Physicists from the University of Würzburg are capable of generating identical looking single light particles at the push of a button. Two new studies now demonstrate the potential this method holds.

The quantum computer has fuelled the imagination of scientists for decades: It is based on fundamentally different phenomena than a conventional computer....

Im Focus: Turmoil in sluggish electrons’ existence

An international team of physicists has monitored the scattering behaviour of electrons in a non-conducting material in real-time. Their insights could be beneficial for radiotherapy.

We can refer to electrons in non-conducting materials as ‘sluggish’. Typically, they remain fixed in a location, deep inside an atomic composite. It is hence...

Im Focus: Wafer-thin Magnetic Materials Developed for Future Quantum Technologies

Two-dimensional magnetic structures are regarded as a promising material for new types of data storage, since the magnetic properties of individual molecular building blocks can be investigated and modified. For the first time, researchers have now produced a wafer-thin ferrimagnet, in which molecules with different magnetic centers arrange themselves on a gold surface to form a checkerboard pattern. Scientists at the Swiss Nanoscience Institute at the University of Basel and the Paul Scherrer Institute published their findings in the journal Nature Communications.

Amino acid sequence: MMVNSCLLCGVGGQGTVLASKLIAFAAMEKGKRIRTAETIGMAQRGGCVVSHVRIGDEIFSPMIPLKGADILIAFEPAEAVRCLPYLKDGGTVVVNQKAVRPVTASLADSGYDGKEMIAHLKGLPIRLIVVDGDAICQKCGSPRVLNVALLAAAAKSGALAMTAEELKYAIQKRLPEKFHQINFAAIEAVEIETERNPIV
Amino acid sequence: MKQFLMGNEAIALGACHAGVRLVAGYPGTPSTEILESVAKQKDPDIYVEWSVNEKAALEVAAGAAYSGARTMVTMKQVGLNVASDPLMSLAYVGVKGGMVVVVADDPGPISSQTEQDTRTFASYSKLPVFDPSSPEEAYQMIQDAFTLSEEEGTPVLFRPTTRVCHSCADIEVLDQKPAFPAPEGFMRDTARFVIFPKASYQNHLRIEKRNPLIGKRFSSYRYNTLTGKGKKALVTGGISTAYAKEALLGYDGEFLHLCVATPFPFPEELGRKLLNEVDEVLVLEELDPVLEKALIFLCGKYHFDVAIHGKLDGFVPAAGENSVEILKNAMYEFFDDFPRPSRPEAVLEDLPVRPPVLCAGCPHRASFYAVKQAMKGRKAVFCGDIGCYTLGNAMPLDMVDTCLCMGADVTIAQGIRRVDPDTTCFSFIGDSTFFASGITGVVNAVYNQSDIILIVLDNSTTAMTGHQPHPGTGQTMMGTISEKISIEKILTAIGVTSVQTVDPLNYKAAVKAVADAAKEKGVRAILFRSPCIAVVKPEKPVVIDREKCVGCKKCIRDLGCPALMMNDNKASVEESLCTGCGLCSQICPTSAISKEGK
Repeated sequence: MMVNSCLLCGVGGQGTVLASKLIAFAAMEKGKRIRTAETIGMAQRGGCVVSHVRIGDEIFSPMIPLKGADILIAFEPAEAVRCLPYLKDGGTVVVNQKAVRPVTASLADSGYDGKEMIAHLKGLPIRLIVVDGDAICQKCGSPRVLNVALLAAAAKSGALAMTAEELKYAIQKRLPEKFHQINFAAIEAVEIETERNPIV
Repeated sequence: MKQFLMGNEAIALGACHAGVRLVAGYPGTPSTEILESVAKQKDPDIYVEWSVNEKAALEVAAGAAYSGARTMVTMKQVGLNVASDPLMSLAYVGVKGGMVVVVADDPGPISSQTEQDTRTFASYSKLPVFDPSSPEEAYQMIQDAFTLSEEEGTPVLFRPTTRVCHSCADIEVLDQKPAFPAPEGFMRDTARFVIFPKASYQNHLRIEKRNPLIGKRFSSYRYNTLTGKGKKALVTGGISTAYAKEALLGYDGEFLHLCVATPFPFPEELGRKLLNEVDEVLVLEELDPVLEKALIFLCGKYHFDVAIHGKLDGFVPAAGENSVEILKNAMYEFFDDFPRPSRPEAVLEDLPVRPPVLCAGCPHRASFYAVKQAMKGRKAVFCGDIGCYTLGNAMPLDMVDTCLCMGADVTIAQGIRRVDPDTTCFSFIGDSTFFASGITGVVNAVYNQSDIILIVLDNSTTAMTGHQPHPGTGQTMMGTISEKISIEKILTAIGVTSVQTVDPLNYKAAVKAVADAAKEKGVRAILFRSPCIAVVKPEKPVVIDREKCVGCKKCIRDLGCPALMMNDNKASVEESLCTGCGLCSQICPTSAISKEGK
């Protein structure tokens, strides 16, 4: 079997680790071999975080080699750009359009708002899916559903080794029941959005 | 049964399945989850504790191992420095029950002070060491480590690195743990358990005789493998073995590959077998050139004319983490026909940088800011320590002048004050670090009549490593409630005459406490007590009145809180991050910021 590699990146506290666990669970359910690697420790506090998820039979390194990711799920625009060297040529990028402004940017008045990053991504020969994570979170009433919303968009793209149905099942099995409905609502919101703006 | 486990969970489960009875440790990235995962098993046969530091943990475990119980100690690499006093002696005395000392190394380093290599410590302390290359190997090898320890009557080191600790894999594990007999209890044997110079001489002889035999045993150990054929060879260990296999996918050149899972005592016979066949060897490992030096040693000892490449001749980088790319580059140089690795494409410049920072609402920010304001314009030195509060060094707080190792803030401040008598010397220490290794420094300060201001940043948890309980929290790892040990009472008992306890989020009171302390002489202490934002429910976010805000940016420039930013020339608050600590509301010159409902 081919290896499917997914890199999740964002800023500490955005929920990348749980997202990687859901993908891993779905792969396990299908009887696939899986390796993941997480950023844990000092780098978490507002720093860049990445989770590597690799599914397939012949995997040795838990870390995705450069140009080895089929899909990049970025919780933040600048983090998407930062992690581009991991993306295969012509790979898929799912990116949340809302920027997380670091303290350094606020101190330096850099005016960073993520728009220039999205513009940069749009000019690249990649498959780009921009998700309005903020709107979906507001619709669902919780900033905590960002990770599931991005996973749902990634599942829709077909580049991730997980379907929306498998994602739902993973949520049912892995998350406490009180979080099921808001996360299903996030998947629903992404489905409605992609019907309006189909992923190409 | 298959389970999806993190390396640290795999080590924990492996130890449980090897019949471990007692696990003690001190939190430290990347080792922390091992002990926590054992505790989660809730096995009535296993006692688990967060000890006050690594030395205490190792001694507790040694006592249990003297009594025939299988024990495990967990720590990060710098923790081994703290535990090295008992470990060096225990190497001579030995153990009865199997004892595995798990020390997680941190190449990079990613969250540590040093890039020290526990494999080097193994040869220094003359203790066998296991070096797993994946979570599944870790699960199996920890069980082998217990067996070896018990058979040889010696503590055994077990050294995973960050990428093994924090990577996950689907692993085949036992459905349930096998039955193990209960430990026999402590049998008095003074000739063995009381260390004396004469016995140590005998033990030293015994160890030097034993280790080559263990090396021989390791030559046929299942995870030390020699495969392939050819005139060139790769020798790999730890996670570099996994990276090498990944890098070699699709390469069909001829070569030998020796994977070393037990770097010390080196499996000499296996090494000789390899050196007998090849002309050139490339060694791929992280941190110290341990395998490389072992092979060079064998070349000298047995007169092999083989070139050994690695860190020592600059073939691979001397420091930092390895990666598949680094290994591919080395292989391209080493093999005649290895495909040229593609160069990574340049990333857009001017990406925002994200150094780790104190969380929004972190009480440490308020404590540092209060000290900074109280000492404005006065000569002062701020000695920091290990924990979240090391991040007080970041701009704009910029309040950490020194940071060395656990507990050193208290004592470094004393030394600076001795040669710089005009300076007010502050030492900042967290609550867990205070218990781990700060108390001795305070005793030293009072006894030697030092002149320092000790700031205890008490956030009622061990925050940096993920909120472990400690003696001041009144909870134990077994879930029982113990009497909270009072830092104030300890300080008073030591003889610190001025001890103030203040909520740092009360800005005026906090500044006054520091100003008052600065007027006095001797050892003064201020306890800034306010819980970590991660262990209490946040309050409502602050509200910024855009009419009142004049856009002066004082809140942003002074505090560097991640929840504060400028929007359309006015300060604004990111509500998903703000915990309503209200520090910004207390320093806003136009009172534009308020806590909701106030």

Ferrimagnets are composed of two centers which are magnetized at different strengths and point in opposing directions. Two-dimensional, quasi-flat ferrimagnets...

Im Focus: World's thinnest hologram paves path to new 3-D world

Nano-hologram paves way for integration of 3-D holography into everyday electronics

An Australian-Chinese research team has created the world's thinnest hologram, paving the way towards the integration of 3D holography into everyday...

All Focus news of the innovation-report >>>

Anzeige

Anzeige

Event News

Marine Conservation: IASS Contributes to UN Ocean Conference in New York on 5-9 June

24.05.2017 | Event News

AWK Aachen Machine Tool Colloquium 2017: Internet of Production for Agile Enterprises

23.05.2017 | Event News

Dortmund MST Conference presents Individualized Healthcare Solutions with micro and nanotechnology

22.05.2017 | Event News

 
Latest News

How herpesviruses win the footrace against the immune system

26.05.2017 | Life Sciences

Water forms 'spine of hydration' around DNA, group finds

26.05.2017 | Life Sciences

First Juno science results supported by University of Leicester's Jupiter 'forecast'

26.05.2017 | Physics and Astronomy

VideoLinks
B2B-VideoLinks
More VideoLinks >>>